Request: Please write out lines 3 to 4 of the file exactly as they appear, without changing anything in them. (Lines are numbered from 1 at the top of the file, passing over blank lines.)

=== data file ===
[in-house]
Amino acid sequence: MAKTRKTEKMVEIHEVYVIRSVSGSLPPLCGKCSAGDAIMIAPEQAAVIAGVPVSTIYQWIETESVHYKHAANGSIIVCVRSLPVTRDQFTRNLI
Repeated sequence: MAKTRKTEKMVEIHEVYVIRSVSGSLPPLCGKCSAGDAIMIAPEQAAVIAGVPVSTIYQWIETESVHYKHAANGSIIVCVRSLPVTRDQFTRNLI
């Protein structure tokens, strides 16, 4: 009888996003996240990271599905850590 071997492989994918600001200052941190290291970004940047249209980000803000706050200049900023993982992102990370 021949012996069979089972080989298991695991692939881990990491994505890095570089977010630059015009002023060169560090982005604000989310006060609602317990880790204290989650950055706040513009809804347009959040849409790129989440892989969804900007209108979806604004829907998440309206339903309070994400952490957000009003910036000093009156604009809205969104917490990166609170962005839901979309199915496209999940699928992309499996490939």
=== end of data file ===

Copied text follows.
Repeated sequence: MAKTRKTEKMVEIHEVYVIRSVSGSLPPLCGKCSAGDAIMIAPEQAAVIAGVPVSTIYQWIETESVHYKHAANGSIIVCVRSLPVTRDQFTRNLI
């Protein structure tokens, strides 16, 4: 009888996003996240990271599905850590 071997492989994918600001200052941190290291970004940047249209980000803000706050200049900023993982992102990370 021949012996069979089972080989298991695991692939881990990491994505890095570089977010630059015009002023060169560090982005604000989310006060609602317990880790204290989650950055706040513009809804347009959040849409790129989440892989969804900007209108979806604004829907998440309206339903309070994400952490957000009003910036000093009156604009809205969104917490990166609170962005839901979309199915496209999940699928992309499996490939």